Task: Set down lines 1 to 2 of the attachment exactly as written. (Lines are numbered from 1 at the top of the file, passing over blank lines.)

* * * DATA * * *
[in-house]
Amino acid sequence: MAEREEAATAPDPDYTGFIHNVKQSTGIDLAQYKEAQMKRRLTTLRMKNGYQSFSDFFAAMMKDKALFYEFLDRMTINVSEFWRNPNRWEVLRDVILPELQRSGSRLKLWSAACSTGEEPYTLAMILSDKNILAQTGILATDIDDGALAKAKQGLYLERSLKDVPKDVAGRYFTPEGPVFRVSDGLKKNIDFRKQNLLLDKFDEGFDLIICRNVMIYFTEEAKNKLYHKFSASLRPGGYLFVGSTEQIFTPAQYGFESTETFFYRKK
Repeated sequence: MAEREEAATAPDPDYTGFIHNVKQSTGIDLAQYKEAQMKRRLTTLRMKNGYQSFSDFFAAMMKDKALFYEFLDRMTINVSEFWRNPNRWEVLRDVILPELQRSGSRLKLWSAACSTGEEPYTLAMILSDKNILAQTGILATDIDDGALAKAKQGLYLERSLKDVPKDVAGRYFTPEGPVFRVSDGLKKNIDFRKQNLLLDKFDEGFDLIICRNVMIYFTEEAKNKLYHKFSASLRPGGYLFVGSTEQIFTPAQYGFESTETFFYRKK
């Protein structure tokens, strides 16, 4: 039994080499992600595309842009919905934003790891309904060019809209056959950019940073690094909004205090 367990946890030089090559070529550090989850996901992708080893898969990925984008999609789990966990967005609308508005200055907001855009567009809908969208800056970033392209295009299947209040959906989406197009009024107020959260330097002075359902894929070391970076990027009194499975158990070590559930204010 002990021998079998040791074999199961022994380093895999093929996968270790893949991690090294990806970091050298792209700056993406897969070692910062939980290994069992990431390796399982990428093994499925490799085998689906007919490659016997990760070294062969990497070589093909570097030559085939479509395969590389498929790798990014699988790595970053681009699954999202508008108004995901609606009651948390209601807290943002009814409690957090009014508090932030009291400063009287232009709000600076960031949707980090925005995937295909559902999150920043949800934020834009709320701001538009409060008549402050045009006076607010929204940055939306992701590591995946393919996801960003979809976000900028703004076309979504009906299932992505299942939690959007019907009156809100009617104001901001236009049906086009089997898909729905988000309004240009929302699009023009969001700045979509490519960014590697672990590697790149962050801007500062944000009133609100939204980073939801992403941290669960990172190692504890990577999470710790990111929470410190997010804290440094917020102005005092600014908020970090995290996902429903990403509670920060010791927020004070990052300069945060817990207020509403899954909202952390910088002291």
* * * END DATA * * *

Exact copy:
[in-house]
Amino acid sequence: MAEREEAATAPDPDYTGFIHNVKQSTGIDLAQYKEAQMKRRLTTLRMKNGYQSFSDFFAAMMKDKALFYEFLDRMTINVSEFWRNPNRWEVLRDVILPELQRSGSRLKLWSAACSTGEEPYTLAMILSDKNILAQTGILATDIDDGALAKAKQGLYLERSLKDVPKDVAGRYFTPEGPVFRVSDGLKKNIDFRKQNLLLDKFDEGFDLIICRNVMIYFTEEAKNKLYHKFSASLRPGGYLFVGSTEQIFTPAQYGFESTETFFYRKK